Understanding Programming Languages

Understanding Programming Languages

Covers comparative analysis of language constructs and their implementation techniques. Compares Ada 95 and C++ in detail, including the constructs for object-oriented programming. Also includes functional and logic programming languages (ML and Prolog).

Publication date: 12 Mar 1996

ISBN-10: 0471958468

ISBN-13: 9780471958468

Paperback: 376 pages

Views: 18,881

Type: N/A

Publisher: John Wiley & Sons

License: Creative Commons Attribution-ShareAlike 4.0 International

Post time: 08 Dec 2007 06:31:22

Understanding Programming Languages

Understanding Programming Languages Covers comparative analysis of language constructs and their implementation techniques. Compares Ada 95 and C++ in detail, including the constructs for object-oriented programming. Also includes functional and logic programming languages (ML and Prolog).
Tag(s): Compiler Design and Construction
Publication date: 12 Mar 1996
ISBN-10: 0471958468
ISBN-13: 9780471958468
Paperback: 376 pages
Views: 18,881
Document Type: N/A
Publisher: John Wiley & Sons
License: Creative Commons Attribution-ShareAlike 4.0 International
Post time: 08 Dec 2007 06:31:22
Summary/Excerpts of (and not a substitute for) the Creative Commons Attribution-ShareAlike 4.0 International:
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Terms and Conditions:
M. Ben-Ari wrote:You may download, display and print one copy for your personal use in non-commercial academic research and teaching. Instructors in non-commerical academic institutions may make one copy for each student in his/her class. All other rights reserved. In particular, posting this document on web sites is prohibited without the express permission of the author.

Excerpts from the Preface:

The role of language in programming has been downgraded in favor of software methodology and tools; not just downgraded, but totally repudiated when it is claimed that a well-designed system can be implemented equally well in any language. But programming languages are not just a tool; they furnish the raw material of software, the thing we look at on our screens most of the day. I believe that the programming language is one of the most important, not one of the least important, factors that influence the ultimate quality of a software system. Unfortunately, too many programmers have poor linguistic skills. He/she is passionately in love with his/her "native” programming language, but is not able to analyze and compare language constructs, nor to understand the advantages and disadvantages of modern languages and language concepts. Too often, one hears statements that demonstrate conceptual confusion: "Language L1 is more powerful (or more efficient) than language L2”.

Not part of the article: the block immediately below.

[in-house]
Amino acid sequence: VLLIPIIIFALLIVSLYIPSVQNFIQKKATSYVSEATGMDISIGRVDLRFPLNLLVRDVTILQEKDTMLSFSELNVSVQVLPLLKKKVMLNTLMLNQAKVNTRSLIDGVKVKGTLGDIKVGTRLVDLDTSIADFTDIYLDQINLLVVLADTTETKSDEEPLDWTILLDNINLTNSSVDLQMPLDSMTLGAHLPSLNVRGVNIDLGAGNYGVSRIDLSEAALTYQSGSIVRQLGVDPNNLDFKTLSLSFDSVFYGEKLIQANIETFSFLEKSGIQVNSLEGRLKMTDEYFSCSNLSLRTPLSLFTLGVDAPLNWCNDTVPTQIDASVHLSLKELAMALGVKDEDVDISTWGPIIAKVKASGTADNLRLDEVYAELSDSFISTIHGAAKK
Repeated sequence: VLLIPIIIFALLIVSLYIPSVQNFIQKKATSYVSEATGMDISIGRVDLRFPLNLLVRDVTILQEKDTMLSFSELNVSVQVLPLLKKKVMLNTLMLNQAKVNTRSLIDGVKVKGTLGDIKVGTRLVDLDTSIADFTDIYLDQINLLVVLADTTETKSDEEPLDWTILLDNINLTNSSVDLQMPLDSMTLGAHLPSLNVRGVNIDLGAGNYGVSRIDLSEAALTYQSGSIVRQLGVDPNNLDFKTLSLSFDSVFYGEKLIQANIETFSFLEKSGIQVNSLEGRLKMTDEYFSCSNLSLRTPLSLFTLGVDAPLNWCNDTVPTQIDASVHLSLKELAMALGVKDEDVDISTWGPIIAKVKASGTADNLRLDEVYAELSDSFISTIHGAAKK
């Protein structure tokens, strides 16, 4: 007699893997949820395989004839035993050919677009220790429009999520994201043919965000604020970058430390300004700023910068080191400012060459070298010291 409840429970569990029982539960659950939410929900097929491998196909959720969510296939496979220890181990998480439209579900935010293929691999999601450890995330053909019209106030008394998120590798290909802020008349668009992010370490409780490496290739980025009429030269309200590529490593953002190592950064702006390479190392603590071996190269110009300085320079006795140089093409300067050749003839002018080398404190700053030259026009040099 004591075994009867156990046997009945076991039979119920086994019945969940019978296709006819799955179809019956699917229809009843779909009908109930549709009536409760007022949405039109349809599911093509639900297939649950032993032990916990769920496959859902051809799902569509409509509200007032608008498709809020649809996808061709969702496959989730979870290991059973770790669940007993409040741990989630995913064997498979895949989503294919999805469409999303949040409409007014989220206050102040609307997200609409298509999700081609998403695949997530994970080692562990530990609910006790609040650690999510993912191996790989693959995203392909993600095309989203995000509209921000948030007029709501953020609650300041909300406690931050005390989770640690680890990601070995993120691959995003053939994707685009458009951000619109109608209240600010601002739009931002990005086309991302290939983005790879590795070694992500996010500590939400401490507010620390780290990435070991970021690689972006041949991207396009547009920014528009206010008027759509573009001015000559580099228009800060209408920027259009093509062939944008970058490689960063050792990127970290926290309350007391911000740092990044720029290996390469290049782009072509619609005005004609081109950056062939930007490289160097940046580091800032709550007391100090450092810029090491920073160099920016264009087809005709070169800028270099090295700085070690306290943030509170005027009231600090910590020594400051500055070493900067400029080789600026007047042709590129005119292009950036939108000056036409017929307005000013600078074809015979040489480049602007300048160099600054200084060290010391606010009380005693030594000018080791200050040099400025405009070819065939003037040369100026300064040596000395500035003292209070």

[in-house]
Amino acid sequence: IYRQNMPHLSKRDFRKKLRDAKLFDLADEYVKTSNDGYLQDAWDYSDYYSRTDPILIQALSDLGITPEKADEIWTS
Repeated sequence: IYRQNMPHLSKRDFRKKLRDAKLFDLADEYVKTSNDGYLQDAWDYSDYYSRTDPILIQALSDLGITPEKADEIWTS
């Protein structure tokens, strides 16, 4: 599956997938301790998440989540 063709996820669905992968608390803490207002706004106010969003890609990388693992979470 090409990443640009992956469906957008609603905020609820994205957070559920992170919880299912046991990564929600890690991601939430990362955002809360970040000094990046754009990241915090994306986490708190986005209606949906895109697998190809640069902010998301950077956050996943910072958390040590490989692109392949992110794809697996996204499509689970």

The Aim of The Book:

The aim of this book is to help the student understand programming languages by analyzing and contrasting language constructs:

- What alternatives are available to the language designer?
- How are language constructs implemented?
- How should they be used?

We have not hesitated to be prescriptive: to claim that accumulated experience shows that certain constructs are to be preferred, and others to be avoided or at least used with caution. Of course, any book on programming languages should not be taken as a reference manual for any particular language. The goal is to learn to analyze languages and not to study the peculiarities of any language in depth. Nor is the book a guide to the choice of a language for any particular project. The goal is to supply the student with the conceptual tools needed to make such a decision.

Prerequisites:

The prerequisite for this book is at least one year of programming in some language such as Pascal or C. In any case, the student should have a basic reading knowledge of C. A familiarity with the structure and machine code of some computer will also be helpful.
 




About The Author(s)


Prof. Mordechai (Moti) Ben-Ari has been on the faculty of the Department of Science Teaching at the Weizmann Institute of Science since 1995. He heads the group on computer science education, which specializes in the learning and teaching of CS at the middle- and secondary-school levels. He has published textbooks and developed software tools for learning advanced CS concepts: concurrent programming, mathematical logic, and verification.

Mordechai Ben-Ari

Prof. Mordechai (Moti) Ben-Ari has been on the faculty of the Department of Science Teaching at the Weizmann Institute of Science since 1995. He heads the group on computer science education, which specializes in the learning and teaching of CS at the middle- and secondary-school levels. He has published textbooks and developed software tools for learning advanced CS concepts: concurrent programming, mathematical logic, and verification.


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